Something like a value added tax where they’re adding a whole dimension of taxation that is not seen by taxpayers but is felt by consumers by taxing various aspects of the supply chain along the way or higher taxes on consumption. That’s another way they could meaningfully move the needle, generate a lot of revenue. But again comes at a huge cost. 

So, there’s not a serious conversation in this country about tax policy. It is either on one hand the certain group on the right that is always and forever “government doesn’t need more revenue, government doesn’t need more revenue.” And of course I agree in theory that what we mean by that is the government shouldn’t be so big that it needs more revenue. But to the extent that it is this big to need more revenue, as far as a conversation about how to get it, I would like to see something that doesn’t disincentivize economic growth.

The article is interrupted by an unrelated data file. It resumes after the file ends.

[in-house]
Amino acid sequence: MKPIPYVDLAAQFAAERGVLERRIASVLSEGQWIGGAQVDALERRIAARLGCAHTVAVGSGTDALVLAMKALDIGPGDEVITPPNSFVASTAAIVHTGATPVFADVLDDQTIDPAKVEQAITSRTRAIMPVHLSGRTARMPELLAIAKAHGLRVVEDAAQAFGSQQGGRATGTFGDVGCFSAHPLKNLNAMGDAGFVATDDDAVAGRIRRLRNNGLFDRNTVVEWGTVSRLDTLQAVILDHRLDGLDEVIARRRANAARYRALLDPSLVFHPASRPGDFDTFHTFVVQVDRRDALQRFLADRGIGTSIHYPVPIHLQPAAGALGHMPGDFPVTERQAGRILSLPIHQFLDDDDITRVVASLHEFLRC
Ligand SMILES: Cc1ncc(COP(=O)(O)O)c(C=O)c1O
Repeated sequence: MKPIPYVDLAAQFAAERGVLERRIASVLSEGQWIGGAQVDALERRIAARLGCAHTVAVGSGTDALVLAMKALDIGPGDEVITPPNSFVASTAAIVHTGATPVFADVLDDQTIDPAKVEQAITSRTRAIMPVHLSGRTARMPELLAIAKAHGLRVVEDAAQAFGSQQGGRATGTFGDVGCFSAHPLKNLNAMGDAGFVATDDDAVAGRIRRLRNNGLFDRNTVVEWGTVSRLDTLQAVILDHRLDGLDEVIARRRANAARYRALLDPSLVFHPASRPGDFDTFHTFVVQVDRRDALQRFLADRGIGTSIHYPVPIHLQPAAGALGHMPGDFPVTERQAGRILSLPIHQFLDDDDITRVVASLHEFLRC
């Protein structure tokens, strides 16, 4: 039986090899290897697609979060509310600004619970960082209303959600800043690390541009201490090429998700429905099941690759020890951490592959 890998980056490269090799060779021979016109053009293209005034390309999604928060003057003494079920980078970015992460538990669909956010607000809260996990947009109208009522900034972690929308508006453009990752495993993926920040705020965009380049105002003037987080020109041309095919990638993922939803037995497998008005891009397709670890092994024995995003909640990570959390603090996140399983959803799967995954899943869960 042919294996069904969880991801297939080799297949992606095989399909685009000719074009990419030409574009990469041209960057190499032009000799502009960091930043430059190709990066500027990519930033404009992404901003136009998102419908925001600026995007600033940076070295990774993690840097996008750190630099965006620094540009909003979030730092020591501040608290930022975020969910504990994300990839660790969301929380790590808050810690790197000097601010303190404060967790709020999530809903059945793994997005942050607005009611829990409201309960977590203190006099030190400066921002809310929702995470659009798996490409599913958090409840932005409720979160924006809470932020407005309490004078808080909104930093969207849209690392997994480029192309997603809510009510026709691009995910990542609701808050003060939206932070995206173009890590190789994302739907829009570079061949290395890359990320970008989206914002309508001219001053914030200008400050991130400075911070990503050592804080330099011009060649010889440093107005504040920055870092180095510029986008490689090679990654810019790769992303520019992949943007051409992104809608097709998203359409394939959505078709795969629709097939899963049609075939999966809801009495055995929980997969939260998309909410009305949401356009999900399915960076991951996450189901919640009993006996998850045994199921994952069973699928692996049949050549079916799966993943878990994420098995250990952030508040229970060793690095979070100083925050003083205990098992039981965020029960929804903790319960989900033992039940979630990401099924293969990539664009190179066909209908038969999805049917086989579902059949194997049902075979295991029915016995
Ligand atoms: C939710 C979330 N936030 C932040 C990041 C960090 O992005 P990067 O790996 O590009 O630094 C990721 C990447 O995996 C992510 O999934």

Unfortunately from the left, most of the conversations are centered more around class warfare.

EICHER: Before we go, David, economic indicators. I saw the retail sales report was a downer, but what did you see in the data this week that was telling?

BAHNSEN: Yeah, no, it was not actually a very good week for economic data and we haven’t had that many where I would say that. For the most part, it’s really just been a pretty steady beat of economic data that was good and even a bit better than expected across a whole multitude of categories. And this week there was disappointing numbers on retail sales, on the jobs number, on industrial production. None of them were severe, but none of them were really overly optimistic. I think the 10-year bond yield moving all the way to 1.75 percent, again, is still the economy pricing in much higher economic growth expectations. The Fed had been anticipating four percent real GDP growth this year. They’ve upped their estimate to six and a half percent. My guess is that they’re wrong by at least one to two percent. I think you’re going to comfortably get above seven percent, if not eight or nine, real economic growth this year, which is monstrous.